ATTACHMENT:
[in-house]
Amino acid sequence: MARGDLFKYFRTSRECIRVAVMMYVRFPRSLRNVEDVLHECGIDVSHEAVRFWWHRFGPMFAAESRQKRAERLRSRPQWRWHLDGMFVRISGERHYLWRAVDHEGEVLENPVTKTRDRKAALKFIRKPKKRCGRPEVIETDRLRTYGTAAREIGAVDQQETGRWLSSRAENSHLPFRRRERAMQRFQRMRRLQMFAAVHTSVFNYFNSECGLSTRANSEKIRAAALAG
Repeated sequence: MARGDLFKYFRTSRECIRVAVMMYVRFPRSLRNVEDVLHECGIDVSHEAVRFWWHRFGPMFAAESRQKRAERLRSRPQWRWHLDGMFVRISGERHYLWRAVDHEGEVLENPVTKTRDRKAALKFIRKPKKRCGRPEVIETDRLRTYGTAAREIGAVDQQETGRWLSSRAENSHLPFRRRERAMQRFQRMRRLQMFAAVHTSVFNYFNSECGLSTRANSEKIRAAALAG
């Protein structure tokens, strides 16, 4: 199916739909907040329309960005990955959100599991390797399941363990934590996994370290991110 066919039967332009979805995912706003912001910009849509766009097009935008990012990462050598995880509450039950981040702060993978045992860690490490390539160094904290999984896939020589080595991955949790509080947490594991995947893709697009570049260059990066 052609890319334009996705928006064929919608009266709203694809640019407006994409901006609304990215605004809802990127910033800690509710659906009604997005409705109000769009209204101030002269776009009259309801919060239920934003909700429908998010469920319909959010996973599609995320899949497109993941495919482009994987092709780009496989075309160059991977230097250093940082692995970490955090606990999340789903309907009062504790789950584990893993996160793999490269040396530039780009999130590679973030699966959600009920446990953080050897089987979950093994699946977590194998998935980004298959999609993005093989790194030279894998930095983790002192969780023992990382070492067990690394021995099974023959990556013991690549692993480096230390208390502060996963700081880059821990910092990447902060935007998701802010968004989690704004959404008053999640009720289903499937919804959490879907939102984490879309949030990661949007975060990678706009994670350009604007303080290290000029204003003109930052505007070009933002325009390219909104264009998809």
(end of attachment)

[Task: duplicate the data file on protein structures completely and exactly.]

[in-house]
Amino acid sequence: MARGDLFKYFRTSRECIRVAVMMYVRFPRSLRNVEDVLHECGIDVSHEAVRFWWHRFGPMFAAESRQKRAERLRSRPQWRWHLDGMFVRISGERHYLWRAVDHEGEVLENPVTKTRDRKAALKFIRKPKKRCGRPEVIETDRLRTYGTAAREIGAVDQQETGRWLSSRAENSHLPFRRRERAMQRFQRMRRLQMFAAVHTSVFNYFNSECGLSTRANSEKIRAAALAG
Repeated sequence: MARGDLFKYFRTSRECIRVAVMMYVRFPRSLRNVEDVLHECGIDVSHEAVRFWWHRFGPMFAAESRQKRAERLRSRPQWRWHLDGMFVRISGERHYLWRAVDHEGEVLENPVTKTRDRKAALKFIRKPKKRCGRPEVIETDRLRTYGTAAREIGAVDQQETGRWLSSRAENSHLPFRRRERAMQRFQRMRRLQMFAAVHTSVFNYFNSECGLSTRANSEKIRAAALAG
């Protein structure tokens, strides 16, 4: 199916739909907040329309960005990955959100599991390797399941363990934590996994370290991110 066919039967332009979805995912706003912001910009849509766009097009935008990012990462050598995880509450039950981040702060993978045992860690490490390539160094904290999984896939020589080595991955949790509080947490594991995947893709697009570049260059990066 052609890319334009996705928006064929919608009266709203694809640019407006994409901006609304990215605004809802990127910033800690509710659906009604997005409705109000769009209204101030002269776009009259309801919060239920934003909700429908998010469920319909959010996973599609995320899949497109993941495919482009994987092709780009496989075309160059991977230097250093940082692995970490955090606990999340789903309907009062504790789950584990893993996160793999490269040396530039780009999130590679973030699966959600009920446990953080050897089987979950093994699946977590194998998935980004298959999609993005093989790194030279894998930095983790002192969780023992990382070492067990690394021995099974023959990556013991690549692993480096230390208390502060996963700081880059821990910092990447902060935007998701802010968004989690704004959404008053999640009720289903499937919804959490879907939102984490879309949030990661949007975060990678706009994670350009604007303080290290000029204003003109930052505007070009933002325009390219909104264009998809």